In March last year, my husband, Dennis, was in our backyard with the garden hose when a female Anna’s buzzed his ear. We soon found her nest on our 8-foot-tall prickly pear cactus.
As a birder and photographer, I was delighted to see that she had laid two eggs. A couple of weeks later, they hatched, the babies not much bigger than bees.
On the first Monday in April, I discovered that disaster had struck. The mother was frantically flying around the cactus, searching for the nest. I found it on the ground, with one baby still safely inside. Sadly, the other had perished.
Dennis and I took action. He held the nest while I applied Elmer’s glue, and we reattached it to the plant. After the incident, the mother formed a bond with us. She had no problem with me taking photos or checking on the baby. Dennis could turn on the water without frightening her or Baby. She even came in to feed the nestling while I was standing there, almost as if we were family.
A week later, the forecast spelled rain, and I was concerned that the glue would dissolve. I attached pins all around the nest, hoping to prevent it from falling again, but our worries were far from over. Several storms were headed our way. To protect the nest, we rigged an umbrella on top of the cactus and even held the umbrella when it was windy.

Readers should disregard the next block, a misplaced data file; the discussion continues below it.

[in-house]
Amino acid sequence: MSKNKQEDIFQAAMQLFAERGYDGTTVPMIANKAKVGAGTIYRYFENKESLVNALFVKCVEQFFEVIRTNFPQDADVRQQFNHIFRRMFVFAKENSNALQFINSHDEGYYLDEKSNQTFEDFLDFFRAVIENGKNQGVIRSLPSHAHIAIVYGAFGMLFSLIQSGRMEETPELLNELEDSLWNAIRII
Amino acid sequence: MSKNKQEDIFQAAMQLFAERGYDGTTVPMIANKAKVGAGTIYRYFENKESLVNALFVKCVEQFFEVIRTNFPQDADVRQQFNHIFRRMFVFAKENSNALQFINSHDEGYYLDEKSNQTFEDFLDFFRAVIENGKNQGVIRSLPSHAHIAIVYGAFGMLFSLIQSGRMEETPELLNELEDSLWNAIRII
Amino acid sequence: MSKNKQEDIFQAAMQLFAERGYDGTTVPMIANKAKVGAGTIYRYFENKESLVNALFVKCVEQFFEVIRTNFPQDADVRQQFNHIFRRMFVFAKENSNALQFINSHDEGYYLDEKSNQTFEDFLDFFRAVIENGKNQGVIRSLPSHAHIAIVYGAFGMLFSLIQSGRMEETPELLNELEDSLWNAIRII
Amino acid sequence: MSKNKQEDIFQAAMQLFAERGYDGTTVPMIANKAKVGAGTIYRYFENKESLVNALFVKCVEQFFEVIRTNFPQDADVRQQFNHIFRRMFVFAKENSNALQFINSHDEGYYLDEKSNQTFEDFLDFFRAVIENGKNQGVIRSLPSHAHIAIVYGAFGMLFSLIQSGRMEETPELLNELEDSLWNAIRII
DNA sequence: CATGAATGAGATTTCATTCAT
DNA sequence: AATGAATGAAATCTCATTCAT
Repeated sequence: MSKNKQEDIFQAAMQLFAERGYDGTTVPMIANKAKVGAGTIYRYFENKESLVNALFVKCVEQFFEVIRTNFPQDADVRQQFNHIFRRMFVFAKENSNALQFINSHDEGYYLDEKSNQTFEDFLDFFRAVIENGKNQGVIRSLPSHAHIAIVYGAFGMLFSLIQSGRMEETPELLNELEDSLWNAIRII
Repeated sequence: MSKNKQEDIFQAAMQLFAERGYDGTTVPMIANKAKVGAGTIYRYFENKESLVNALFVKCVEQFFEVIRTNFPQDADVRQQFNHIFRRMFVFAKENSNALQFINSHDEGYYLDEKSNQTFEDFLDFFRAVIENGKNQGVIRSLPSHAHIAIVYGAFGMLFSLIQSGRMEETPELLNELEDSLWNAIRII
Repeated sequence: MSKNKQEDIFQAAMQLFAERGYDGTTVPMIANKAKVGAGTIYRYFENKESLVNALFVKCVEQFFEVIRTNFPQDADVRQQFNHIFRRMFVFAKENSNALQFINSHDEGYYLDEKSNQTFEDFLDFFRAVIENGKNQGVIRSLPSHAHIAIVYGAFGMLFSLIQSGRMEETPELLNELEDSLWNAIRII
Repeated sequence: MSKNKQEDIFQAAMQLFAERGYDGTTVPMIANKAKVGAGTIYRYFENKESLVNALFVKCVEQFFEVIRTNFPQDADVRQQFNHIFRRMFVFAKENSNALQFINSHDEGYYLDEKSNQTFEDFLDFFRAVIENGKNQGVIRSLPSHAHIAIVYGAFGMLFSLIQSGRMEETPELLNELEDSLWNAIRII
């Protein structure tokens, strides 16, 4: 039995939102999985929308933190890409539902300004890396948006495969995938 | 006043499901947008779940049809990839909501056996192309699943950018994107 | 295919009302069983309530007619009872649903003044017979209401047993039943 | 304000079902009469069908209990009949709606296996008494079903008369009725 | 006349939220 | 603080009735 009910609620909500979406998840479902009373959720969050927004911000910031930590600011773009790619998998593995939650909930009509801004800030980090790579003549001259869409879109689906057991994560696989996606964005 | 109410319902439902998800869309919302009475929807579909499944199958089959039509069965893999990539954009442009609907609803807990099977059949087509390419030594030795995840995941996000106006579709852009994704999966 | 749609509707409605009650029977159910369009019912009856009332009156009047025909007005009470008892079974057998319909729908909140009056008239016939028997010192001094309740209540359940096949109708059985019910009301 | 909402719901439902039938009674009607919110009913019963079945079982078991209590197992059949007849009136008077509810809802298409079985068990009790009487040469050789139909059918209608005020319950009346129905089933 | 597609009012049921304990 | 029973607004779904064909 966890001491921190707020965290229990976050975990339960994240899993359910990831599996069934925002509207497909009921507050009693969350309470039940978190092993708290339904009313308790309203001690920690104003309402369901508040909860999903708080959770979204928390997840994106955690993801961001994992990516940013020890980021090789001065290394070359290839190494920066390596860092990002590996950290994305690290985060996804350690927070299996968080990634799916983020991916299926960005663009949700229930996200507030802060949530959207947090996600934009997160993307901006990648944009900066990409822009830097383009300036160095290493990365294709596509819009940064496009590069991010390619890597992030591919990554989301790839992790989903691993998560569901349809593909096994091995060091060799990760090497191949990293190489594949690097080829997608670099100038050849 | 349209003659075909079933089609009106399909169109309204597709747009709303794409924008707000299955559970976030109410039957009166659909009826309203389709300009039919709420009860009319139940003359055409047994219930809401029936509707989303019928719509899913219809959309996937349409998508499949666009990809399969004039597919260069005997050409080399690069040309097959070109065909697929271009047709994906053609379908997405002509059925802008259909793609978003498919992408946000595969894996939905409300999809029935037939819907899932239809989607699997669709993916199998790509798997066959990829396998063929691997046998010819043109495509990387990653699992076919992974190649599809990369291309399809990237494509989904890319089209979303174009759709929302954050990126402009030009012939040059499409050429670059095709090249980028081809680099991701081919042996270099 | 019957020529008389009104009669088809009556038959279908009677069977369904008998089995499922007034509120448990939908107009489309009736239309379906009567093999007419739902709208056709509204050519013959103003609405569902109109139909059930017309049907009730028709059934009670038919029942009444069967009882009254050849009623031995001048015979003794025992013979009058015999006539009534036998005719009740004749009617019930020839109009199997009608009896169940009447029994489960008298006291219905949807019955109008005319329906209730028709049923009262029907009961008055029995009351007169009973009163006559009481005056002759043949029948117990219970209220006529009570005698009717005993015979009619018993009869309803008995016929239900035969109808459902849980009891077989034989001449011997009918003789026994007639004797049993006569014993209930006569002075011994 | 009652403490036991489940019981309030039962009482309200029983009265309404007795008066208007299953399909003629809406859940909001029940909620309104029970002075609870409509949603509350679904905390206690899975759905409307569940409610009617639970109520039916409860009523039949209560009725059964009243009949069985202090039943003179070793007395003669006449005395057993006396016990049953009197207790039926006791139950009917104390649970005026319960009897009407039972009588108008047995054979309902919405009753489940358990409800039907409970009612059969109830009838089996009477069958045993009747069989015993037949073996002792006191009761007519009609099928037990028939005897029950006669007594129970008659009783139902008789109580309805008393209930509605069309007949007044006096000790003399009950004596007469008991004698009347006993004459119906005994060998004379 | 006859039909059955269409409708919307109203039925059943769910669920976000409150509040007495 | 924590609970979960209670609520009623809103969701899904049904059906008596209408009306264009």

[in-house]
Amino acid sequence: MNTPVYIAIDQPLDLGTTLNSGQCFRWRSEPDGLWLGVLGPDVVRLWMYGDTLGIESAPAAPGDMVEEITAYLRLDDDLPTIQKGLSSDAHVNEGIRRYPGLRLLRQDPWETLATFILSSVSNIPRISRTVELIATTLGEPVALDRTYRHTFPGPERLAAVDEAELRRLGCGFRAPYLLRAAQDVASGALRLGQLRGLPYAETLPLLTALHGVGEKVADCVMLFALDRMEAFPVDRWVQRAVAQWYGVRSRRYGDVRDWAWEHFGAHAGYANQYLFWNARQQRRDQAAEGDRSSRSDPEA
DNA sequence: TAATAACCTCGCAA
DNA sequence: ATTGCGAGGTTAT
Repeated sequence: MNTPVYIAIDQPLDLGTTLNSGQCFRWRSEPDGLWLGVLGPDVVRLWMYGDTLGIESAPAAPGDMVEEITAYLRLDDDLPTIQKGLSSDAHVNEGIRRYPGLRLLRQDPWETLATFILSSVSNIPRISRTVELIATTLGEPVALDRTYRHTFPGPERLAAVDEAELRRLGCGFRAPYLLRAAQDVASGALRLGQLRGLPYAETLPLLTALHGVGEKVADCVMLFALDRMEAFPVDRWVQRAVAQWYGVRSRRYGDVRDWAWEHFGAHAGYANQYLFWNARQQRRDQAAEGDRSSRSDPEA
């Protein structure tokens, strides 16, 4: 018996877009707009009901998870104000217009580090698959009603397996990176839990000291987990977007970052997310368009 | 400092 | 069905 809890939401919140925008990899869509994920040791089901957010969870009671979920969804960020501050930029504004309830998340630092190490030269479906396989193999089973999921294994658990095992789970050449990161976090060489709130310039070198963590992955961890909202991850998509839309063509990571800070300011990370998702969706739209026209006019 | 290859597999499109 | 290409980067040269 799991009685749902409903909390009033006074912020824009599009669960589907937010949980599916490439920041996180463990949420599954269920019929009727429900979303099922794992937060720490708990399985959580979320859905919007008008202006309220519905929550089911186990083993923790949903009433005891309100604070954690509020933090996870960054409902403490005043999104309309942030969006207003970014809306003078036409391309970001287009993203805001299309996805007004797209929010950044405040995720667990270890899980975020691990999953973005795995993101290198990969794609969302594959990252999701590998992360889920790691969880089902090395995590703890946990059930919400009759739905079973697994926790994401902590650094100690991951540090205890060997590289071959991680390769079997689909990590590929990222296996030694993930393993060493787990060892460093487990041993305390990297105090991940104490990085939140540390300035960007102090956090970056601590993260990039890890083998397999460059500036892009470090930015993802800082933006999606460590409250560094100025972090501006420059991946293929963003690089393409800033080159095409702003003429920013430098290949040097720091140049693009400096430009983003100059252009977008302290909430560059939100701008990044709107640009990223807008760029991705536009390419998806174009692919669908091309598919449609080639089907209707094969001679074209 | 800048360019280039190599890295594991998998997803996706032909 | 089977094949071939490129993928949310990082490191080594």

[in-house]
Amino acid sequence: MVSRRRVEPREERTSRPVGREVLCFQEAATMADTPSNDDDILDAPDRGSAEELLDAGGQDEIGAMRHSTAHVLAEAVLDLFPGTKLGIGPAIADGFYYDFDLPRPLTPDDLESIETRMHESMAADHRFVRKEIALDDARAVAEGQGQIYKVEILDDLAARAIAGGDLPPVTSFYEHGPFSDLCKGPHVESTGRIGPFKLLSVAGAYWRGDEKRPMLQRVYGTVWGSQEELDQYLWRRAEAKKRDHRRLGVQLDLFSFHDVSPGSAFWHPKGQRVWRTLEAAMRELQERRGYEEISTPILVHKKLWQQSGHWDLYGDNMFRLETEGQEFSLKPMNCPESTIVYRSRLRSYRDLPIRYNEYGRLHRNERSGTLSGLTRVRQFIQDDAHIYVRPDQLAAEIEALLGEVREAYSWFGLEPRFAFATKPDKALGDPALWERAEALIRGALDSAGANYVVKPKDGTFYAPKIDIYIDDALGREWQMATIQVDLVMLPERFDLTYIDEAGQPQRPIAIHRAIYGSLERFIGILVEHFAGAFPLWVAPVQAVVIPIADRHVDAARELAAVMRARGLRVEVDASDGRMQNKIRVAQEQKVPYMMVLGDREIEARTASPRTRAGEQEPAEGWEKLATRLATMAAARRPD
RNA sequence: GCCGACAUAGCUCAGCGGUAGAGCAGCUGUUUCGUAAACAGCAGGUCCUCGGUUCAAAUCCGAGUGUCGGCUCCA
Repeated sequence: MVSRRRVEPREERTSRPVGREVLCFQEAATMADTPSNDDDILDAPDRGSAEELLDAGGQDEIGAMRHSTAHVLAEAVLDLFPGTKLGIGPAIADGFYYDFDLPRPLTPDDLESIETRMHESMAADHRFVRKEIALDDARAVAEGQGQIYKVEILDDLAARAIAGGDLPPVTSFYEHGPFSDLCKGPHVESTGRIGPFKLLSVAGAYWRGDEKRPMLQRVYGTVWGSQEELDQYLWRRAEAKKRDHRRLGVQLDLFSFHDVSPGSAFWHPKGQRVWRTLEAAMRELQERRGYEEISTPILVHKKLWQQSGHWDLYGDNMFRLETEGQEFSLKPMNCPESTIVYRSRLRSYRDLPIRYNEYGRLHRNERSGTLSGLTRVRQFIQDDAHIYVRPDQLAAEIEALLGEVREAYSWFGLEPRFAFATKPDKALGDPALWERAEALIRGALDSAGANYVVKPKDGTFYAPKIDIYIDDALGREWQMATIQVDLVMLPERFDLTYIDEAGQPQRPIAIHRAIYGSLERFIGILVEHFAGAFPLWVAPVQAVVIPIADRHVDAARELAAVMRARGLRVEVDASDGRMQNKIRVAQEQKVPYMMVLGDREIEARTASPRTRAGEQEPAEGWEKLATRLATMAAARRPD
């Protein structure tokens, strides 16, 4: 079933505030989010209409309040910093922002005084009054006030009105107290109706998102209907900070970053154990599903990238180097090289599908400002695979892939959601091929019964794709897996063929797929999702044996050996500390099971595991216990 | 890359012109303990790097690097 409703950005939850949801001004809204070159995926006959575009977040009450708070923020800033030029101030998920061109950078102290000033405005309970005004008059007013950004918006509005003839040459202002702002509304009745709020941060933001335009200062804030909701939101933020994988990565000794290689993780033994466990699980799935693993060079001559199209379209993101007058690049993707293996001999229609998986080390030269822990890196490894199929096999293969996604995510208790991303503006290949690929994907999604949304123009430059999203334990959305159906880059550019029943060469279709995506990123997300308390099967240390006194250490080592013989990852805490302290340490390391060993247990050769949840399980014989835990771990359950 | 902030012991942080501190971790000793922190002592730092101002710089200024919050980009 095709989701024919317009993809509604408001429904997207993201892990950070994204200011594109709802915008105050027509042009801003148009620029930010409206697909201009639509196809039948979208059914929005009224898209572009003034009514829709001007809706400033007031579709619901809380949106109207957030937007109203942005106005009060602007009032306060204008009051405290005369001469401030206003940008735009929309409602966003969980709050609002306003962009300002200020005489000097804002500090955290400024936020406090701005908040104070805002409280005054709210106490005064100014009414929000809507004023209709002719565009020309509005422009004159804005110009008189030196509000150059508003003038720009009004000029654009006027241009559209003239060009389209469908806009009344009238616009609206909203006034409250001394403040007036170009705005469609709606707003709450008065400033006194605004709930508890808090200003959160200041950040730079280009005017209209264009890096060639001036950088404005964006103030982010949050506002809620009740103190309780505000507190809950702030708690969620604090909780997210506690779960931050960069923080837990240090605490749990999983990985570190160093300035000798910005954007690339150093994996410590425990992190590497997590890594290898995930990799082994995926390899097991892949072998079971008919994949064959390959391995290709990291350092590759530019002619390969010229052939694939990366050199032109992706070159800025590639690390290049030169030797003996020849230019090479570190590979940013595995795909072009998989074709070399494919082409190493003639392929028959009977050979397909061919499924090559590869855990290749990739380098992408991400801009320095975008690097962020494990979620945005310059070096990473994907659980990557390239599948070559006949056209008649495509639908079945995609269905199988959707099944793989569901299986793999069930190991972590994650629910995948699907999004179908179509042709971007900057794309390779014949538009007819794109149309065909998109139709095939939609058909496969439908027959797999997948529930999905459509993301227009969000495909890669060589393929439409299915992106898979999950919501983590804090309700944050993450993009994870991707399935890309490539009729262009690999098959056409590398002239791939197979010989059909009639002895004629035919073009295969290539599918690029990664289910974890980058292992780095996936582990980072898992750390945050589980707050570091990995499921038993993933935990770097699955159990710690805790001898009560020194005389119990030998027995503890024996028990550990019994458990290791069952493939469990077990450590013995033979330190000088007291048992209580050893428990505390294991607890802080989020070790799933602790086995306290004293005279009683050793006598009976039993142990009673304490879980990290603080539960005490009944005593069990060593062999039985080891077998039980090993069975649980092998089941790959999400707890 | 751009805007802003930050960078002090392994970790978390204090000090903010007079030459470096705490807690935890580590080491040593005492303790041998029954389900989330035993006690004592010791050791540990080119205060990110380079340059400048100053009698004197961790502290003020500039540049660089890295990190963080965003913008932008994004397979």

One day, the sky turned black, with high winds and rain. I ventured outside with my umbrella when, out of nowhere, a microburst struck. Unable to hold the umbrella, I cupped the nest and baby with my hand and blocked it with my body as hail pelted me. When it was finally over, I was soaked from top to bottom, but the baby was OK, sitting snug as a bug in its nest.
Day 20 of this amazing odyssey arrived and Mom exhibited a new behavior. After every feeding, she would prick the youngster on the back, as though trying to pressure Junior to leave the nest. The next day, the young bird sat on the rim of the nest but made no attempt to fly.
Junior finally took wing, crashing twice before landing safely on the backyard wall. Mom came and fed it, and from there, it flew to my husband’s shoulder, with Mom in tow! We couldn’t believe it!
Having a front-row seat from birth and early tragedy to watching this little hummingbird grow up was a once-in-a-lifetime opportunity.
Marion Ball Tucson, AZ